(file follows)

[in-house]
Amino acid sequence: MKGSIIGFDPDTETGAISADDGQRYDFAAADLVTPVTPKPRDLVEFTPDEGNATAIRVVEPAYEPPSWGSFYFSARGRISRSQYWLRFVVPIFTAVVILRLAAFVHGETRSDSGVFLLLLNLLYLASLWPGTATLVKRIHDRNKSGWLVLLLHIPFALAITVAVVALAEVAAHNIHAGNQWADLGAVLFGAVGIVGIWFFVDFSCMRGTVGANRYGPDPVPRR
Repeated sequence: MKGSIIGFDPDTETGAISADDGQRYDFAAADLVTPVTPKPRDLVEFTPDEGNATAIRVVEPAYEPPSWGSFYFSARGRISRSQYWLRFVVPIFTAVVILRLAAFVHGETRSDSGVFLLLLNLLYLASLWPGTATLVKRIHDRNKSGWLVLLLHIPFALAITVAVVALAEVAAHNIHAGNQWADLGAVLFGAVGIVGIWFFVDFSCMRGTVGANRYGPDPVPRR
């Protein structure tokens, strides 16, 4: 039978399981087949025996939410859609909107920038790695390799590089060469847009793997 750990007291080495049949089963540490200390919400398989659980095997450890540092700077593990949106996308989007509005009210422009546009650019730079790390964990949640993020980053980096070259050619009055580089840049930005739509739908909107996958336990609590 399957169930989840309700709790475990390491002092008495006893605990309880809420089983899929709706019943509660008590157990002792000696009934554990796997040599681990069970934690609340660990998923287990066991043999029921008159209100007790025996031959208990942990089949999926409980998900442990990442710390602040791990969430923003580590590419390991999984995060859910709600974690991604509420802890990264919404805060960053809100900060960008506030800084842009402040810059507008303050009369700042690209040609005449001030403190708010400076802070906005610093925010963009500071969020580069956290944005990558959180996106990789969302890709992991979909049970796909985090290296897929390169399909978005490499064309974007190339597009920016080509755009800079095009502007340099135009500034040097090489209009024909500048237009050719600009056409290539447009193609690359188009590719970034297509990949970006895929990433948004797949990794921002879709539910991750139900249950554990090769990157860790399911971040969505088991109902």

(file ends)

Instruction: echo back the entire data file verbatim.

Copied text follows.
[in-house]
Amino acid sequence: MKGSIIGFDPDTETGAISADDGQRYDFAAADLVTPVTPKPRDLVEFTPDEGNATAIRVVEPAYEPPSWGSFYFSARGRISRSQYWLRFVVPIFTAVVILRLAAFVHGETRSDSGVFLLLLNLLYLASLWPGTATLVKRIHDRNKSGWLVLLLHIPFALAITVAVVALAEVAAHNIHAGNQWADLGAVLFGAVGIVGIWFFVDFSCMRGTVGANRYGPDPVPRR
Repeated sequence: MKGSIIGFDPDTETGAISADDGQRYDFAAADLVTPVTPKPRDLVEFTPDEGNATAIRVVEPAYEPPSWGSFYFSARGRISRSQYWLRFVVPIFTAVVILRLAAFVHGETRSDSGVFLLLLNLLYLASLWPGTATLVKRIHDRNKSGWLVLLLHIPFALAITVAVVALAEVAAHNIHAGNQWADLGAVLFGAVGIVGIWFFVDFSCMRGTVGANRYGPDPVPRR
């Protein structure tokens, strides 16, 4: 039978399981087949025996939410859609909107920038790695390799590089060469847009793997 750990007291080495049949089963540490200390919400398989659980095997450890540092700077593990949106996308989007509005009210422009546009650019730079790390964990949640993020980053980096070259050619009055580089840049930005739509739908909107996958336990609590 399957169930989840309700709790475990390491002092008495006893605990309880809420089983899929709706019943509660008590157990002792000696009934554990796997040599681990069970934690609340660990998923287990066991043999029921008159209100007790025996031959208990942990089949999926409980998900442990990442710390602040791990969430923003580590590419390991999984995060859910709600974690991604509420802890990264919404805060960053809100900060960008506030800084842009402040810059507008303050009369700042690209040609005449001030403190708010400076802070906005610093925010963009500071969020580069956290944005990558959180996106990789969302890709992991979909049970796909985090290296897929390169399909978005490499064309974007190339597009920016080509755009800079095009502007340099135009500034040097090489209009024909500048237009050719600009056409290539447009193609690359188009590719970034297509990949970006895929990433948004797949990794921002879709539910991750139900249950554990090769990157860790399911971040969505088991109902």